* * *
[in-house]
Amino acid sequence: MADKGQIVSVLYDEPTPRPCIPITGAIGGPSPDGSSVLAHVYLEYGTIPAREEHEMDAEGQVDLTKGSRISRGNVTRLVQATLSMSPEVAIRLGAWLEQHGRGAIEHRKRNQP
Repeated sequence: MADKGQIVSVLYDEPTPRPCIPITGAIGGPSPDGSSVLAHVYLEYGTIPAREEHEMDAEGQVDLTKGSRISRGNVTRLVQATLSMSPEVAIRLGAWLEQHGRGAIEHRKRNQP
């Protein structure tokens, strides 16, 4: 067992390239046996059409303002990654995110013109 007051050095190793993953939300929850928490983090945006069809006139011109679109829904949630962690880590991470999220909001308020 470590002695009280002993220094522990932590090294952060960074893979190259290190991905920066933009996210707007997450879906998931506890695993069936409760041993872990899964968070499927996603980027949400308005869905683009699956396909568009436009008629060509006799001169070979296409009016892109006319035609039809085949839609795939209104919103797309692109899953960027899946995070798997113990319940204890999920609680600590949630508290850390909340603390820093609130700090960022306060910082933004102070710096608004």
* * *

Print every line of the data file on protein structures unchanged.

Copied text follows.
[in-house]
Amino acid sequence: MADKGQIVSVLYDEPTPRPCIPITGAIGGPSPDGSSVLAHVYLEYGTIPAREEHEMDAEGQVDLTKGSRISRGNVTRLVQATLSMSPEVAIRLGAWLEQHGRGAIEHRKRNQP
Repeated sequence: MADKGQIVSVLYDEPTPRPCIPITGAIGGPSPDGSSVLAHVYLEYGTIPAREEHEMDAEGQVDLTKGSRISRGNVTRLVQATLSMSPEVAIRLGAWLEQHGRGAIEHRKRNQP
């Protein structure tokens, strides 16, 4: 067992390239046996059409303002990654995110013109 007051050095190793993953939300929850928490983090945006069809006139011109679109829904949630962690880590991470999220909001308020 470590002695009280002993220094522990932590090294952060960074893979190259290190991905920066933009996210707007997450879906998931506890695993069936409760041993872990899964968070499927996603980027949400308005869905683009699956396909568009436009008629060509006799001169070979296409009016892109006319035609039809085949839609795939209104919103797309692109899953960027899946995070798997113990319940204890999920609680600590949630508290850390909340603390820093609130700090960022306060910082933004102070710096608004």